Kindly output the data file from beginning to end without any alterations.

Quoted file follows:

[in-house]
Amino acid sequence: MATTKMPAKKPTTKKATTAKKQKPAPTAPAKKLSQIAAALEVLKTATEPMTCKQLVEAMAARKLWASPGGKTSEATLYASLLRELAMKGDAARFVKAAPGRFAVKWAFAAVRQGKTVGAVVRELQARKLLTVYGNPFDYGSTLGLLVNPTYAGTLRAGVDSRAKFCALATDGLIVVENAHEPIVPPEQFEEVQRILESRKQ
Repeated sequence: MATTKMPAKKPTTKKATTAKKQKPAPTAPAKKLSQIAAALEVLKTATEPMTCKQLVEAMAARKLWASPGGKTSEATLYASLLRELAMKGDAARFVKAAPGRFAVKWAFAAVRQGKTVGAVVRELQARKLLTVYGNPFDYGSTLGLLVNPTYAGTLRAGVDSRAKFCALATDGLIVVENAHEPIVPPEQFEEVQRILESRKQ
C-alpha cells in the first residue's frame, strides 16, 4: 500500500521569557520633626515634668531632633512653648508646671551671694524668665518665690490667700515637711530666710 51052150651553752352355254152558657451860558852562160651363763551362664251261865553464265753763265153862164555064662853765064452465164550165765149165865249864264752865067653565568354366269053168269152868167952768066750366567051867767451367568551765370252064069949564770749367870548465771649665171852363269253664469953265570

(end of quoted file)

[in-house]
Amino acid sequence: MATTKMPAKKPTTKKATTAKKQKPAPTAPAKKLSQIAAALEVLKTATEPMTCKQLVEAMAARKLWASPGGKTSEATLYASLLRELAMKGDAARFVKAAPGRFAVKWAFAAVRQGKTVGAVVRELQARKLLTVYGNPFDYGSTLGLLVNPTYAGTLRAGVDSRAKFCALATDGLIVVENAHEPIVPPEQFEEVQRILESRKQ
Repeated sequence: MATTKMPAKKPTTKKATTAKKQKPAPTAPAKKLSQIAAALEVLKTATEPMTCKQLVEAMAARKLWASPGGKTSEATLYASLLRELAMKGDAARFVKAAPGRFAVKWAFAAVRQGKTVGAVVRELQARKLLTVYGNPFDYGSTLGLLVNPTYAGTLRAGVDSRAKFCALATDGLIVVENAHEPIVPPEQFEEVQRILESRKQ
C-alpha cells in the first residue's frame, strides 16, 4: 500500500521569557520633626515634668531632633512653648508646671551671694524668665518665690490667700515637711530666710 51052150651553752352355254152558657451860558852562160651363763551362664251261865553464265753763265153862164555064662853765064452465164550165765149165865249864264752865067653565568354366269053168269152868167952768066750366567051867767451367568551765370252064069949564770749367870548465771649665171852363269253664469953265570